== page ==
After spending some time in the lush slopes of the Mauna Loa, we’re heading back to Africa, the birthplace of coffee, to look at one of the more unique and unusual beans out there: Tanzanian Peaberry.
For whatever reason, Tanzanian coffee is pretty much always associated with peaberry coffee beans despite the fact that these beans can and do grow in many regions around the world. Regardless, any coffee fan should try peaberry beans at least once in their life, and if so, why not try some grown in Tanzania?
Region and history
Coffee beans were first brought over to Tanzania from Ethiopia in the 16th century. Until the arrival of German colonial forces in the 19th century, coffee was used primarily as a stimulant and bean cultivation was under the strict control of tribal leaders. As the region was colonised, coffee production began to rise.
Now, coffee is Tanzania’s largest export crop and accounts for 3.3% of the country’s net exports. Tanzania is the 15 largest coffee producing country in the world and responsible for about 0.6% of worldwide coffee production.
Tanzanian peaberry is grown throughout the countr; however, the majority is grown on the slopes of Mount Kilimanjaro and Mount Meru. Most coffee in the region is grown on small mountainside farms, or fincas, although a few large plantations do exist. Tanzanian peaberry is grown at an elevation of between 4500 and 6000 feet.
As we have already mentioned, peaberry coffee beans are grown around the world. However, most likely as a result of branding, Tanzania and peaberry are now inextricably linked.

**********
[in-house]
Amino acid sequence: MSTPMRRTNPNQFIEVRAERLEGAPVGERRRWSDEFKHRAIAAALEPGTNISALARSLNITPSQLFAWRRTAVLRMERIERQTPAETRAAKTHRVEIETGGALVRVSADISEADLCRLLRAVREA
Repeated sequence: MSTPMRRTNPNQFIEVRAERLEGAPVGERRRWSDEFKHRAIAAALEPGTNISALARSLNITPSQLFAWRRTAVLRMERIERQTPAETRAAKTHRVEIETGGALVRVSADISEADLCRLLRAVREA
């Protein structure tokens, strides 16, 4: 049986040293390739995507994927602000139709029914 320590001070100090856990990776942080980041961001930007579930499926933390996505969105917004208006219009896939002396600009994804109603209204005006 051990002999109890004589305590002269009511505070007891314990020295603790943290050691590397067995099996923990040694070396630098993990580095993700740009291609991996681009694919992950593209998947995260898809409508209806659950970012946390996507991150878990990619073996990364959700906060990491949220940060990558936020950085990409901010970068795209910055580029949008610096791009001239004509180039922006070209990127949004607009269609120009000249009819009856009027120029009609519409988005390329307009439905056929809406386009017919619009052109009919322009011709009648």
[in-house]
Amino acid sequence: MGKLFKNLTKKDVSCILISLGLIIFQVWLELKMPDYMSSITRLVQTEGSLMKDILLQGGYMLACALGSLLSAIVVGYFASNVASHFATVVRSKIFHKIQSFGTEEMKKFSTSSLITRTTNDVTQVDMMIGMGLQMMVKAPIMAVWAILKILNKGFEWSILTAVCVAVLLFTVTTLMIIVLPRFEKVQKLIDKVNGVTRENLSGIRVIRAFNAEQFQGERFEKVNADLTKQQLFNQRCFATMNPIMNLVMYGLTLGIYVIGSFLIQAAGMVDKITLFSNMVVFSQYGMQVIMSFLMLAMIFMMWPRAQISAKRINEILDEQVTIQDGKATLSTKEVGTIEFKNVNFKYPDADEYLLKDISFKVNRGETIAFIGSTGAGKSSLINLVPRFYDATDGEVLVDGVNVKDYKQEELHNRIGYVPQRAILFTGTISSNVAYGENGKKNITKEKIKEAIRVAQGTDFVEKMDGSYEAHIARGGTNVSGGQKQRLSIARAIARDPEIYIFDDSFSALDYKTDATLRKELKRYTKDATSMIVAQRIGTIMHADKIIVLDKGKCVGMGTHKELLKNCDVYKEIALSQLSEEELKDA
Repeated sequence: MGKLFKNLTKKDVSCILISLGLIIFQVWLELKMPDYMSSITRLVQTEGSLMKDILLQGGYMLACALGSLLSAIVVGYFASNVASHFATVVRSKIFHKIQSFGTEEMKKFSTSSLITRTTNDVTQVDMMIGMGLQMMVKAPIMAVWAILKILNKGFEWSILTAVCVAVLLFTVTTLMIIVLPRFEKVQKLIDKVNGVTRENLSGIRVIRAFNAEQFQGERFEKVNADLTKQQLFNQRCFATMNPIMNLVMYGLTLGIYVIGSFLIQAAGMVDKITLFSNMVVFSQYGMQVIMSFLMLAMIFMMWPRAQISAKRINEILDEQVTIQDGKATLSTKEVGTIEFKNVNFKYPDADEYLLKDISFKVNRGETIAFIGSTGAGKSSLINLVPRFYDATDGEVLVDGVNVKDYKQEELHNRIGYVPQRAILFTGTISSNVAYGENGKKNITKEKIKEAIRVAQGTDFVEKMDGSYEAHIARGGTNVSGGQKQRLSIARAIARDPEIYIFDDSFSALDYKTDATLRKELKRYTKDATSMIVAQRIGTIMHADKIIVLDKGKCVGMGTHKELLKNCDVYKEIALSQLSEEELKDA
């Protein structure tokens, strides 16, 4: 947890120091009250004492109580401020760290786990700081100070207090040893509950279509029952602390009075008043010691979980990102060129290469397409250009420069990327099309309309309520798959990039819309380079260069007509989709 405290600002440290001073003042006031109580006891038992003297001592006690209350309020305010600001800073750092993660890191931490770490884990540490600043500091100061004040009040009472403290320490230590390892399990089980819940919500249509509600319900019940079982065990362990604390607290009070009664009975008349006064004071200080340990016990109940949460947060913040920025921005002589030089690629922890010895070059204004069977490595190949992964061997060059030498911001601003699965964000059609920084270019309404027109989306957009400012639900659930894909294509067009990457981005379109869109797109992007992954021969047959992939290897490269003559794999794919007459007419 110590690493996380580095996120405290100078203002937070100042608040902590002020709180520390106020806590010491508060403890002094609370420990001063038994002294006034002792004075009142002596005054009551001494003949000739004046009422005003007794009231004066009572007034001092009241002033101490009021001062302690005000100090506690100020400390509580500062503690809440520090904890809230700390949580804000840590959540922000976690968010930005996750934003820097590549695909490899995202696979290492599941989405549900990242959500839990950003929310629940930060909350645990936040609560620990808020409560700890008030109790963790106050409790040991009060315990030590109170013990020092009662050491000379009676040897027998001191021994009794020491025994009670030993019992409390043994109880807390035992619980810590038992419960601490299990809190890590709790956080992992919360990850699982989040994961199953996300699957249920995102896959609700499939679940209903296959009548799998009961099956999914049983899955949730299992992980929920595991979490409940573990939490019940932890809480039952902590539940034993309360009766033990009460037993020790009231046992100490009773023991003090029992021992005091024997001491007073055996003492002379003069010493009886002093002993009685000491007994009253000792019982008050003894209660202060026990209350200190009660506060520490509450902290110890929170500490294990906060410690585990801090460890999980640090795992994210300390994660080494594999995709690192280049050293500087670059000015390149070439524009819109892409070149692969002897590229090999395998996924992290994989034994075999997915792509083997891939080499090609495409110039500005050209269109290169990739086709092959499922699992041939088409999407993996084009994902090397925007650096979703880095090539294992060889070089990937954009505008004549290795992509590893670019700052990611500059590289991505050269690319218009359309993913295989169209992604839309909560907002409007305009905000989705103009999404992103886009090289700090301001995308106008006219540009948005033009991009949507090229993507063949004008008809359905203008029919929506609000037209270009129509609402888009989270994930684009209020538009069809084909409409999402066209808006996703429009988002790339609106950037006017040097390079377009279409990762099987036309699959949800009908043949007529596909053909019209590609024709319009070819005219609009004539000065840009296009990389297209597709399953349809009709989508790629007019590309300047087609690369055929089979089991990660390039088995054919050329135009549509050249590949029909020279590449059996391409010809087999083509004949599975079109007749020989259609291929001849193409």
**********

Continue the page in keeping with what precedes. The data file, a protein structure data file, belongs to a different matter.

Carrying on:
Usually, coffee cherries contain two seeds, or beans, flat on one side and rounded on the other. In the case of peaberries, only one seed is fertilised. This results in a single round seed with a ridge down the middle.
Peaberries are considered by some to be superior in quality and taste from regular flat beans. The reasons for this are twofold: The single bean contains all the flavor intensity of two beans, and the round shape of the beans results in a more even roast. While the first assumption has little basis in fact, it is true that the rounded shape of the beans does aid the roasting process. The perceived high quality of peaberry coffee is most likely as a result of the sorting process, which is more rigorous than that used to sort flat beans.
One thing is certain, a cup of pure peaberry coffee will not taste the same as flat bean coffee, even if the beans came from the same tree. Tanzanian peaberry coffee is known for its intense brightness and high acidity. Conversely, the coffee is medium- bodied and best enjoyed at a medium roast.
Along with a rich, chocolate flavor, Tanzanina peaberry also has hints of dark fruits like blackcurrant, and a soft, sweet finish. Drinkers can also expect to taste floral notes and hints of citrus fruit, coconut, and pineapple.
Like most African coffees, Tanzanian peaberry can be enjoyed hot or iced.
Tanzanian peaberry pairs beautifully with fruit, particularly tangy and tropical fruits like pineapple, berries, and passion fruit. The tartness of the fruit will contrast well with the rich tones of the coffee.
For the more adventurous, a cup of cold brewed peaberry with its bright acidity would pair nicely with pan seared fish and zesty summer salads.